dcsimg

The long-lasting sting of a traffic ticket

By Michele Lerner on August 27th, 2012

A speeding ticket for driving more than 30 mph above the limit can raise your auto insurance premium by an average of 15 percent annually.

The amount of the surcharge for any particular ticket will vary from one insurance company to another and could also be affected by state insurance regulations, but here are a few examples of average ticket-related surcharges.

  • Reckless driving: 22 percent
  • DUI first offense: 19 percent
  • Driving without a license or permit: 18 percent
  • Failure to stop: 15 percent
  • Speeding 1 to 14 mph above the limit: 11 percent
  • Driving without car insurance: 6 percent

Car insurance companies evaluate every driver on the basis of their risk profile, so when you get a ticket your insurance company will likely raise your premiums to compensate for your added risk.

How long your surcharge lasts

Insurance companies have to follow state regulations about how long they can add a surcharge to your premiums. In most states, the time limit for the surcharge is three years from the date of the ticket. Some states say that surcharges are allowed only for major tickets (such as reckless driving, a DUI or speeding 30 mph or more above the limit) and not for lesser offenses.

Some insurance companies impose the surcharge at the same percentage every year for three years, while others decrease the size of the penalty rate each year as long as the driver does not get another ticket.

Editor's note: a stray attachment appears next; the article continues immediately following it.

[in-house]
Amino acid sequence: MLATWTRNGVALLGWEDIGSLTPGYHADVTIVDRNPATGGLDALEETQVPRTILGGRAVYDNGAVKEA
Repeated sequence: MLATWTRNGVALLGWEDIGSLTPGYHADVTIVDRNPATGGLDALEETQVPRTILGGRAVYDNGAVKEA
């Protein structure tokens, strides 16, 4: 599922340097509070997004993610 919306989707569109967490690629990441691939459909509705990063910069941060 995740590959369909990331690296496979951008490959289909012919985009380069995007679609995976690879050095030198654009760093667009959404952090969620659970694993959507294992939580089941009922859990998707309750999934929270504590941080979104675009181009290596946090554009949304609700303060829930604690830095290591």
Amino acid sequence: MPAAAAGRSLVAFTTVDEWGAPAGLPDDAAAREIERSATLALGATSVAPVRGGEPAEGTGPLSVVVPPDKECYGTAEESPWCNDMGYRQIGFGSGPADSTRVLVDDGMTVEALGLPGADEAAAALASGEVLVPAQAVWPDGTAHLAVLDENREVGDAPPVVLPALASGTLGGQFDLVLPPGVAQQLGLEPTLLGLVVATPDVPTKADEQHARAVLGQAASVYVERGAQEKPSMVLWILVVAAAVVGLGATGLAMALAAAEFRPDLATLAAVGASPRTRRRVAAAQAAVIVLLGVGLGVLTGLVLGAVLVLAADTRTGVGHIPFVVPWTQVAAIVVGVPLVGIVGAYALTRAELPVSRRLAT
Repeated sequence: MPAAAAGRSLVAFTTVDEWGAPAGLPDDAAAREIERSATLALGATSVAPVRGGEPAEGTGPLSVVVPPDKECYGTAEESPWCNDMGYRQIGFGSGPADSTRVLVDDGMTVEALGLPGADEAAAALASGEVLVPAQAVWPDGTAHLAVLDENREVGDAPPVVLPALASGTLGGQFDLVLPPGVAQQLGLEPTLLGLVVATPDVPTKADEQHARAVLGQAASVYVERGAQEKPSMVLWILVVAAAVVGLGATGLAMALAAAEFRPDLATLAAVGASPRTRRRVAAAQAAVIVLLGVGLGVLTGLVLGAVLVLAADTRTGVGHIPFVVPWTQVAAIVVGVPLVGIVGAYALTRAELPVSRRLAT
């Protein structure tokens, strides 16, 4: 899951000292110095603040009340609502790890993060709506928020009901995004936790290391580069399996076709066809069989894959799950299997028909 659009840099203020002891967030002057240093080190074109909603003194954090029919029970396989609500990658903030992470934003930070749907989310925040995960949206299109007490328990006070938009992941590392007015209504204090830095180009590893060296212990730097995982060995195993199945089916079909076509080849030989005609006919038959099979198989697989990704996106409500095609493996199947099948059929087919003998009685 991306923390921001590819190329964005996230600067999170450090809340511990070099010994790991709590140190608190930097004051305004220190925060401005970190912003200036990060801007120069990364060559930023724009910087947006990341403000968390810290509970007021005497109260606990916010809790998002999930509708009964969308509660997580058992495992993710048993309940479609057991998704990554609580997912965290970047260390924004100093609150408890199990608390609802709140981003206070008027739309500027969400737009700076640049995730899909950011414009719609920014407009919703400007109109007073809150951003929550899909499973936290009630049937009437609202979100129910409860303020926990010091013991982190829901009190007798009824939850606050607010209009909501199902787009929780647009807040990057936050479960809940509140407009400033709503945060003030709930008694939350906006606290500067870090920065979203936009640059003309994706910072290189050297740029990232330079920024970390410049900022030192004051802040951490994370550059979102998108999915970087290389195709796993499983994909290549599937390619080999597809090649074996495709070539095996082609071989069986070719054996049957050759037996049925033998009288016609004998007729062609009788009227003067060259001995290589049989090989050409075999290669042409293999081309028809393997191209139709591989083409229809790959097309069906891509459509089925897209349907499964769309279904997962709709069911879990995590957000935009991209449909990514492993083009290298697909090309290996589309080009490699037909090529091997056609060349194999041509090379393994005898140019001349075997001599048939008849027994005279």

New auto insurance policy with a ticket

If you have a ticket on your driving record, you can still shop around for new car insurance. You'll still pay a surcharge, but in most states that surcharge is regulated based on when you got your ticket. In other words, you will pay the surcharge only until three years (or whatever your state's regulations say) have passed from the date of the ticket regardless of when you switch insurance companies.

While one ticket may not have much of an impact on your auto insurance rates, a collection of driving errors could send your rates higher and even limit the number of insurance companies that will offer you a policy.

Michele Lerner

Michele Lerner, author of "HOMEBUYING: Tough Times, First Time, Any Time", has been writing about personal finance and real estate for more than two decades for a variety of publications and websites including Investopedia, Insurance.com, HSH.com, SavingsAccount.com, National Real Estate Investor magazine, The Washington Times, Urban Land magazine, NAREIT's REIT magazine and numerous Realtor associations.


See average annual insurance rates for more than 2,000 vehicles

Top Auto Insurance Provider
Twitter
Facebook 470 flares Google+
470 flares ×